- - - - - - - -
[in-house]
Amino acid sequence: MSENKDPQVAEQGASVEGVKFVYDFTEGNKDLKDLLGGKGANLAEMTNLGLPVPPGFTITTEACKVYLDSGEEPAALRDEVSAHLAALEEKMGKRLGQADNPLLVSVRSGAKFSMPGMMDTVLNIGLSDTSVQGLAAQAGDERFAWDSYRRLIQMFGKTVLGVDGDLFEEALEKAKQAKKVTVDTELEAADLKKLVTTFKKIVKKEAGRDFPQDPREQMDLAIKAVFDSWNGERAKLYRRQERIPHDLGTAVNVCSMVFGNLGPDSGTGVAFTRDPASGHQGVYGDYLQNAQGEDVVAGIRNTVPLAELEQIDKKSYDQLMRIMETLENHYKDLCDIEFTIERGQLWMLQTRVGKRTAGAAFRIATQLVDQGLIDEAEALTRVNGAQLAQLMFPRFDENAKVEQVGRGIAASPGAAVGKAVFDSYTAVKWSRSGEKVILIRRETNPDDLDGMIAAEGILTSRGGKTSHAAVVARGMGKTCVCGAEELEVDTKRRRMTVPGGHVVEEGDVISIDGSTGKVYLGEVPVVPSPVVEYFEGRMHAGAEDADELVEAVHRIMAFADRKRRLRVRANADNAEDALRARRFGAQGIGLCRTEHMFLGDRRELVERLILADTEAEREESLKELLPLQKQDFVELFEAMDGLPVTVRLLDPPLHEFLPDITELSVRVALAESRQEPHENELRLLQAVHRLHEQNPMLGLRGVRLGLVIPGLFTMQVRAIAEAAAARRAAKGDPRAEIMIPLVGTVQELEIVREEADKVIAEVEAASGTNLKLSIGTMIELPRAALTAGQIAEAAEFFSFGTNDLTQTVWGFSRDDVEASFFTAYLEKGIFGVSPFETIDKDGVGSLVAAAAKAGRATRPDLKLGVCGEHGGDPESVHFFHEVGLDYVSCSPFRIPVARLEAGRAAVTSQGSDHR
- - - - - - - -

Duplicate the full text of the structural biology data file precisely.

[in-house]
Amino acid sequence: MSENKDPQVAEQGASVEGVKFVYDFTEGNKDLKDLLGGKGANLAEMTNLGLPVPPGFTITTEACKVYLDSGEEPAALRDEVSAHLAALEEKMGKRLGQADNPLLVSVRSGAKFSMPGMMDTVLNIGLSDTSVQGLAAQAGDERFAWDSYRRLIQMFGKTVLGVDGDLFEEALEKAKQAKKVTVDTELEAADLKKLVTTFKKIVKKEAGRDFPQDPREQMDLAIKAVFDSWNGERAKLYRRQERIPHDLGTAVNVCSMVFGNLGPDSGTGVAFTRDPASGHQGVYGDYLQNAQGEDVVAGIRNTVPLAELEQIDKKSYDQLMRIMETLENHYKDLCDIEFTIERGQLWMLQTRVGKRTAGAAFRIATQLVDQGLIDEAEALTRVNGAQLAQLMFPRFDENAKVEQVGRGIAASPGAAVGKAVFDSYTAVKWSRSGEKVILIRRETNPDDLDGMIAAEGILTSRGGKTSHAAVVARGMGKTCVCGAEELEVDTKRRRMTVPGGHVVEEGDVISIDGSTGKVYLGEVPVVPSPVVEYFEGRMHAGAEDADELVEAVHRIMAFADRKRRLRVRANADNAEDALRARRFGAQGIGLCRTEHMFLGDRRELVERLILADTEAEREESLKELLPLQKQDFVELFEAMDGLPVTVRLLDPPLHEFLPDITELSVRVALAESRQEPHENELRLLQAVHRLHEQNPMLGLRGVRLGLVIPGLFTMQVRAIAEAAAARRAAKGDPRAEIMIPLVGTVQELEIVREEADKVIAEVEAASGTNLKLSIGTMIELPRAALTAGQIAEAAEFFSFGTNDLTQTVWGFSRDDVEASFFTAYLEKGIFGVSPFETIDKDGVGSLVAAAAKAGRATRPDLKLGVCGEHGGDPESVHFFHEVGLDYVSCSPFRIPVARLEAGRAAVTSQGSDHR